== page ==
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Oropharyngeal Cancer Treatment Study
This phase II/III trial studies how well a reduced dose of radiation therapy works with nivolumab compared to cisplatin in treating patients with HPV-positive oropharyngeal cancer that is early in its growth and may not have spread to other parts of the body (early-stage), and is not associated with smoking. Radiation therapy uses high-energy X-rays to kill tumor cells and shrink tumors. Drugs used in chemotherapy, such as cisplatin, work in different ways to stop the growth of tumor cells, either by killing the cells, by stopping them from dividing, or by stopping them from spreading. Nivolumab may help the body's immune system attack the cancer, and may interfere with the ability of tumor cells to grow and spread. This trial is being done to see if a reduced dose of radiation therapy and nivolumab works as well as standard dose radiation therapy and cisplatin in treating patients with oropharyngeal cancer.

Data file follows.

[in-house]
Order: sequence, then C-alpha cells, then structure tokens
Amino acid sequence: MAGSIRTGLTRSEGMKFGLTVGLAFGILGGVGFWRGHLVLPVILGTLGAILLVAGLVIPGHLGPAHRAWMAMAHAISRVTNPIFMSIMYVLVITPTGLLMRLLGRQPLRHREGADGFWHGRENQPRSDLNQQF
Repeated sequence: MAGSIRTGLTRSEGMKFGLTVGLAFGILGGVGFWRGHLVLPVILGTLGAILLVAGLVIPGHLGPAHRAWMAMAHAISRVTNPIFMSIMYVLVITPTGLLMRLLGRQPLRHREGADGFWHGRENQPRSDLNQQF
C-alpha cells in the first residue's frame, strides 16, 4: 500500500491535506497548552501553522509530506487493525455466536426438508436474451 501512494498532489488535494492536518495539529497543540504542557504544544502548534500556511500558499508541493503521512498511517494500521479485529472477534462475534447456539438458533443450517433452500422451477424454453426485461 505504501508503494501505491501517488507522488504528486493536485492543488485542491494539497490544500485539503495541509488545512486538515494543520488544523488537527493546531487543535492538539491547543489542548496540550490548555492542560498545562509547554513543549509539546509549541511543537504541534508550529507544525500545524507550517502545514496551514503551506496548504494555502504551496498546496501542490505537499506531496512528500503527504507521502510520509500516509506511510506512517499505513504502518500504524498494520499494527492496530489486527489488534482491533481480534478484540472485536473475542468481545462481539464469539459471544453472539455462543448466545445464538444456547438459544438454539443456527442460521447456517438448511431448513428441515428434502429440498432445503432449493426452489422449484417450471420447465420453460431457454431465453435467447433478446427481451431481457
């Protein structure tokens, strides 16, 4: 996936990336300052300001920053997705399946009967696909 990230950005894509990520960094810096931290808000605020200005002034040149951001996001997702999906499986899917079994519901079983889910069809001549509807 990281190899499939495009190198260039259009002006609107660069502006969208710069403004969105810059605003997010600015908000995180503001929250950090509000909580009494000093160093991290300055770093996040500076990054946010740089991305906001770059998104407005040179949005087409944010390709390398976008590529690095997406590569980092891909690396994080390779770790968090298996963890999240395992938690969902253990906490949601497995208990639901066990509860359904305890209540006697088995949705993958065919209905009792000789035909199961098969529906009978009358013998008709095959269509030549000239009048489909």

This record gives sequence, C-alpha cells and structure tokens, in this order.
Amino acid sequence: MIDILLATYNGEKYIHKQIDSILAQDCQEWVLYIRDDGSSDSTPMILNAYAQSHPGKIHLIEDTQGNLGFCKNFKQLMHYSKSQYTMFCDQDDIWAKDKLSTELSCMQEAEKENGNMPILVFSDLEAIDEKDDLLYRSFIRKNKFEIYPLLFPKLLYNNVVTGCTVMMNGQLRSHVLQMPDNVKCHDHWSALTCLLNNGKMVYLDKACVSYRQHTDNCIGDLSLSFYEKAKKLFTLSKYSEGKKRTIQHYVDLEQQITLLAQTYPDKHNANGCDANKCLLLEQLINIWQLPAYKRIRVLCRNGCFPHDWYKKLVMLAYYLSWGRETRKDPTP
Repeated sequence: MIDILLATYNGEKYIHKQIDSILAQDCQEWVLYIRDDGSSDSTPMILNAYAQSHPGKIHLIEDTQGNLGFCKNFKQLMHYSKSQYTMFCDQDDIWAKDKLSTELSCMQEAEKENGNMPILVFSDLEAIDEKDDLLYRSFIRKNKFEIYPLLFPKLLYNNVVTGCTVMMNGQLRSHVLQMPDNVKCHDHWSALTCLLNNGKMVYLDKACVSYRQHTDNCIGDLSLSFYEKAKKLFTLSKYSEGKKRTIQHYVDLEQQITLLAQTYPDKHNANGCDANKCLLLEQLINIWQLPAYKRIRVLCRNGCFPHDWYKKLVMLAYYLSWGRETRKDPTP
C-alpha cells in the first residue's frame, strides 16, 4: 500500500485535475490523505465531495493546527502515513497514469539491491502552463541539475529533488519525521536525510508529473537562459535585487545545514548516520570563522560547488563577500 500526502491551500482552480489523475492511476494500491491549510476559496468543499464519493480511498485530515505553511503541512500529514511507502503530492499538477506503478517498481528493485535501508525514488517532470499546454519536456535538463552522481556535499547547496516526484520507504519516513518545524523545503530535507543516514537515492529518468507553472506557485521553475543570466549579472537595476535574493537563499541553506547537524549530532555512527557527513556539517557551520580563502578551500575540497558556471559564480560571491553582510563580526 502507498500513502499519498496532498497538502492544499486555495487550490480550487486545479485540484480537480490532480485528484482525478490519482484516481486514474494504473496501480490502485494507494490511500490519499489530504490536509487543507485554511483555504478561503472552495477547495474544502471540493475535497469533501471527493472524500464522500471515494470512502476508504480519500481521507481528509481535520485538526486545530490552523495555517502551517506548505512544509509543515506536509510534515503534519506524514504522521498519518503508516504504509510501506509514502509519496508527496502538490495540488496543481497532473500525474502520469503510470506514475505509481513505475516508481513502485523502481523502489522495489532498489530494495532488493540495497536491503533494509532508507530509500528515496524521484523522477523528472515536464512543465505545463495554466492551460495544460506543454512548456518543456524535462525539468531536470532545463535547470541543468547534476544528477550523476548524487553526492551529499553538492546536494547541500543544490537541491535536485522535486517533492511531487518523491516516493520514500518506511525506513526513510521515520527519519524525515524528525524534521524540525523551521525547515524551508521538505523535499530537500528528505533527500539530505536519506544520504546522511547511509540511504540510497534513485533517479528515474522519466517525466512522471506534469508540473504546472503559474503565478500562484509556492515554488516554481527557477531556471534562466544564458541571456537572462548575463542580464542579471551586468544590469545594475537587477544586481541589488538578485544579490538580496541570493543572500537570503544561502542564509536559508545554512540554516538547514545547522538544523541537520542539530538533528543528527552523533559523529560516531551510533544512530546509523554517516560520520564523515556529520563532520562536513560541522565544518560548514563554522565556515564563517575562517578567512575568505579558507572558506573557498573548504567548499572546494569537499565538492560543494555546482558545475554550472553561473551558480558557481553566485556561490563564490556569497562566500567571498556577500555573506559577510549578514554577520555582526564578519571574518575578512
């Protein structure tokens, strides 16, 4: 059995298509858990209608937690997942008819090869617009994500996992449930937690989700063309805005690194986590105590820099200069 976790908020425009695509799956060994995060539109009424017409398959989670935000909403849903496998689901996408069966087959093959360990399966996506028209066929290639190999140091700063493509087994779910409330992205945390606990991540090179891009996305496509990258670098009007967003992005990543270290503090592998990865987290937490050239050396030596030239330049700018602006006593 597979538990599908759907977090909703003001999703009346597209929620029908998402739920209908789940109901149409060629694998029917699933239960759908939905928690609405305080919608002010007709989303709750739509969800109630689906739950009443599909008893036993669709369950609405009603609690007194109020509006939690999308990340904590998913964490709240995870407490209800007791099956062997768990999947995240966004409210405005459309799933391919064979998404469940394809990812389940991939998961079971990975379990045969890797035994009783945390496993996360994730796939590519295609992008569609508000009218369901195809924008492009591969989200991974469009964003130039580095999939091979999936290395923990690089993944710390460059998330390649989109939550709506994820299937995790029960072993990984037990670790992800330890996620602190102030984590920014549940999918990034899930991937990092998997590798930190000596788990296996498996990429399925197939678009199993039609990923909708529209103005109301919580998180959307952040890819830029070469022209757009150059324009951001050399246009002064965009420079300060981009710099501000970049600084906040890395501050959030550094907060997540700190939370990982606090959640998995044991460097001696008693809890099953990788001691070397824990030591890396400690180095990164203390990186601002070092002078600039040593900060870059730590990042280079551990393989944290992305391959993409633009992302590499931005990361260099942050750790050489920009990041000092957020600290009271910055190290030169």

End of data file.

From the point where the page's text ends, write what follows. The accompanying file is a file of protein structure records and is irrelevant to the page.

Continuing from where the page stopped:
In order to participate you must meet the following criteria:
- Have pathologically proven diagnosis of squamous cell carcinoma of the oropharynx.
- Have clinically or radiographically evident measurable disease at the primary site or at nodal stations.
- Have P16-positive based on local site immunohistochemical tissue staining.
- Provide personal smoking history prior to registration. The lifetime cumulative history cannot exceed 10 pack-years ((number of cigarettes per day x years of cigarette smoking) / 20)
This is a partial list of inclusion and exclusion criteria.